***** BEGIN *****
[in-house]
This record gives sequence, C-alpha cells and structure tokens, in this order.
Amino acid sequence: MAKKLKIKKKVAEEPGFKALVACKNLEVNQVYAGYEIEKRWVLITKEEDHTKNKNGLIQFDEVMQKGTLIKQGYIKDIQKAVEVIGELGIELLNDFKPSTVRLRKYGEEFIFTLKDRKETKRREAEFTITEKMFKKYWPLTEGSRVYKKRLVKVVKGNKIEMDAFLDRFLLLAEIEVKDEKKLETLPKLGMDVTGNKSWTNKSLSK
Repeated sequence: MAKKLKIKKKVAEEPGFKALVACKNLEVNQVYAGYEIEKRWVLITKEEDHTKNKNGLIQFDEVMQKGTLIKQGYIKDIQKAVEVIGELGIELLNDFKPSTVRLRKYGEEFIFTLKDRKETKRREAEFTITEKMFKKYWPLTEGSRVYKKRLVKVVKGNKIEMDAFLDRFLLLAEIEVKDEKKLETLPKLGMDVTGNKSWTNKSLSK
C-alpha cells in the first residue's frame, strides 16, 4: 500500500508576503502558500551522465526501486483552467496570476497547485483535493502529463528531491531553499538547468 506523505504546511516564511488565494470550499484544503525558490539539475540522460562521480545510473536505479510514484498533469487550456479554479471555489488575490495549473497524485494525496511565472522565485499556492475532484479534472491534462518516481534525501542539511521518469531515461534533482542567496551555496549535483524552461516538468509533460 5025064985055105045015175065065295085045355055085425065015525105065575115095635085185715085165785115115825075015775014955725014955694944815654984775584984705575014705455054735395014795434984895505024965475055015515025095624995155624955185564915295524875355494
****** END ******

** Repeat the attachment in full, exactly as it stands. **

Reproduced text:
[in-house]
This record gives sequence, C-alpha cells and structure tokens, in this order.
Amino acid sequence: MAKKLKIKKKVAEEPGFKALVACKNLEVNQVYAGYEIEKRWVLITKEEDHTKNKNGLIQFDEVMQKGTLIKQGYIKDIQKAVEVIGELGIELLNDFKPSTVRLRKYGEEFIFTLKDRKETKRREAEFTITEKMFKKYWPLTEGSRVYKKRLVKVVKGNKIEMDAFLDRFLLLAEIEVKDEKKLETLPKLGMDVTGNKSWTNKSLSK
Repeated sequence: MAKKLKIKKKVAEEPGFKALVACKNLEVNQVYAGYEIEKRWVLITKEEDHTKNKNGLIQFDEVMQKGTLIKQGYIKDIQKAVEVIGELGIELLNDFKPSTVRLRKYGEEFIFTLKDRKETKRREAEFTITEKMFKKYWPLTEGSRVYKKRLVKVVKGNKIEMDAFLDRFLLLAEIEVKDEKKLETLPKLGMDVTGNKSWTNKSLSK
C-alpha cells in the first residue's frame, strides 16, 4: 500500500508576503502558500551522465526501486483552467496570476497547485483535493502529463528531491531553499538547468 506523505504546511516564511488565494470550499484544503525558490539539475540522460562521480545510473536505479510514484498533469487550456479554479471555489488575490495549473497524485494525496511565472522565485499556492475532484479534472491534462518516481534525501542539511521518469531515461534533482542567496551555496549535483524552461516538468509533460 5025064985055105045015175065065295085045355055085425065015525105065575115095635085185715085165785115115825075015775014955725014955694944815654984775584984705575014705455054735395014795434984895505024965475055015515025095624995155624955185564915295524875355494